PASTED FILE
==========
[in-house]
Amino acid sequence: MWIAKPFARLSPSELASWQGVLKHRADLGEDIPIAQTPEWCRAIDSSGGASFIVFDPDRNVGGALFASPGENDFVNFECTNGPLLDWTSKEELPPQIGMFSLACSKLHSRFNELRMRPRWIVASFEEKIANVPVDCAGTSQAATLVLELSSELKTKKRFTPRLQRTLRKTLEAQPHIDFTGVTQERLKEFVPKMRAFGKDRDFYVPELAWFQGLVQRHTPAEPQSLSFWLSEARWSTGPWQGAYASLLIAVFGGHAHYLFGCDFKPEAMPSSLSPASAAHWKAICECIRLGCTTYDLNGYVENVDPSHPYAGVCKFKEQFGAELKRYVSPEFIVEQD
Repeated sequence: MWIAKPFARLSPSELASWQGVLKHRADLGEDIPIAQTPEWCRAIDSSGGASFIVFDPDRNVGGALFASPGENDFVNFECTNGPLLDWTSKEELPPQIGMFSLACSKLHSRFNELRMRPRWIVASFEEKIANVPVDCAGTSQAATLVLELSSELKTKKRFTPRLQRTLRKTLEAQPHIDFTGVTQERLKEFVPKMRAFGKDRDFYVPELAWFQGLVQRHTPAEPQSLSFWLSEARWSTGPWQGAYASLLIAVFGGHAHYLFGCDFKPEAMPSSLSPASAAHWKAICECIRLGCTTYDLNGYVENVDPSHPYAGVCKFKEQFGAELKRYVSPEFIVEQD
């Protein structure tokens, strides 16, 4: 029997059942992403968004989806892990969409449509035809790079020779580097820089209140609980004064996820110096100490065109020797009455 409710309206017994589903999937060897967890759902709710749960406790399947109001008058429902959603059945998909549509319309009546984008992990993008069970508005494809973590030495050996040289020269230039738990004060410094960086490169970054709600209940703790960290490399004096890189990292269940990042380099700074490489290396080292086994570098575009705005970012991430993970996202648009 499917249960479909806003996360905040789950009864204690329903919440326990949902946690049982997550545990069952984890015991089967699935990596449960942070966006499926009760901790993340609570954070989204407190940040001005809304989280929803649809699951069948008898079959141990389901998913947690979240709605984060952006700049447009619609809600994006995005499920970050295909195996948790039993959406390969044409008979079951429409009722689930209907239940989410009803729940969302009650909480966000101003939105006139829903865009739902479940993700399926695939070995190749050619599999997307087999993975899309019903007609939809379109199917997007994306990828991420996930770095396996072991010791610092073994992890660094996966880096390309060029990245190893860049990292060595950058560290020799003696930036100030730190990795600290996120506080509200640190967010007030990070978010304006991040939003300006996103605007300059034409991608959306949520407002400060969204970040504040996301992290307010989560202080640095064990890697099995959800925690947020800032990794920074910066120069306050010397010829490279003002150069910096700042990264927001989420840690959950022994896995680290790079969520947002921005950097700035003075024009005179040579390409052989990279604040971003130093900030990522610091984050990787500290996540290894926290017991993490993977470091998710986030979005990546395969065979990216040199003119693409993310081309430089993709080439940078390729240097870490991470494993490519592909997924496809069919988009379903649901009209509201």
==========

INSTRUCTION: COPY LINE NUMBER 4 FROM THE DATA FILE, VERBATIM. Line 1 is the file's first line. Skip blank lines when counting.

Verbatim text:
């Protein structure tokens, strides 16, 4: 029997059942992403968004989806892990969409449509035809790079020779580097820089209140609980004064996820110096100490065109020797009455 409710309206017994589903999937060897967890759902709710749960406790399947109001008058429902959603059945998909549509319309009546984008992990993008069970508005494809973590030495050996040289020269230039738990004060410094960086490169970054709600209940703790960290490399004096890189990292269940990042380099700074490489290396080292086994570098575009705005970012991430993970996202648009 499917249960479909806003996360905040789950009864204690329903919440326990949902946690049982997550545990069952984890015991089967699935990596449960942070966006499926009760901790993340609570954070989204407190940040001005809304989280929803649809699951069948008898079959141990389901998913947690979240709605984060952006700049447009619609809600994006995005499920970050295909195996948790039993959406390969044409008979079951429409009722689930209907239940989410009803729940969302009650909480966000101003939105006139829903865009739902479940993700399926695939070995190749050619599999997307087999993975899309019903007609939809379109199917997007994306990828991420996930770095396996072991010791610092073994992890660094996966880096390309060029990245190893860049990292060595950058560290020799003696930036100030730190990795600290996120506080509200640190967010007030990070978010304006991040939003300006996103605007300059034409991608959306949520407002400060969204970040504040996301992290307010989560202080640095064990890697099995959800925690947020800032990794920074910066120069306050010397010829490279003002150069910096700042990264927001989420840690959950022994896995680290790079969520947002921005950097700035003075024009005179040579390409052989990279604040971003130093900030990522610091984050990787500290996540290894926290017991993490993977470091998710986030979005990546395969065979990216040199003119693409993310081309430089993709080439940078390729240097870490991470494993490519592909997924496809069919988009379903649901009209509201």